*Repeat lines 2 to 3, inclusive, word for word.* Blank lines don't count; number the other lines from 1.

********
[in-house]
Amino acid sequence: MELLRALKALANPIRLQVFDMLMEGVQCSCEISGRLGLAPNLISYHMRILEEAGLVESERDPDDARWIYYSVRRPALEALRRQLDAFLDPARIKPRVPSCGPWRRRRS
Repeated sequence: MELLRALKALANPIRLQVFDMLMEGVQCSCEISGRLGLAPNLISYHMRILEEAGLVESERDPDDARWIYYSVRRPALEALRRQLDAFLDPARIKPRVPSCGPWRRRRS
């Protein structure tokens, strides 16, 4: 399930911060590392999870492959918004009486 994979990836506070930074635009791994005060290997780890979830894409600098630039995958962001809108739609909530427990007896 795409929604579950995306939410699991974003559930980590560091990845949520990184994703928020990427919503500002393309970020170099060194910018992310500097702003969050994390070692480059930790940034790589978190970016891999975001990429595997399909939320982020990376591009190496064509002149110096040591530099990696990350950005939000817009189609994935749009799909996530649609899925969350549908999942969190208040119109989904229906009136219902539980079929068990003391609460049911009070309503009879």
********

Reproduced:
Amino acid sequence: MELLRALKALANPIRLQVFDMLMEGVQCSCEISGRLGLAPNLISYHMRILEEAGLVESERDPDDARWIYYSVRRPALEALRRQLDAFLDPARIKPRVPSCGPWRRRRS
Repeated sequence: MELLRALKALANPIRLQVFDMLMEGVQCSCEISGRLGLAPNLISYHMRILEEAGLVESERDPDDARWIYYSVRRPALEALRRQLDAFLDPARIKPRVPSCGPWRRRRS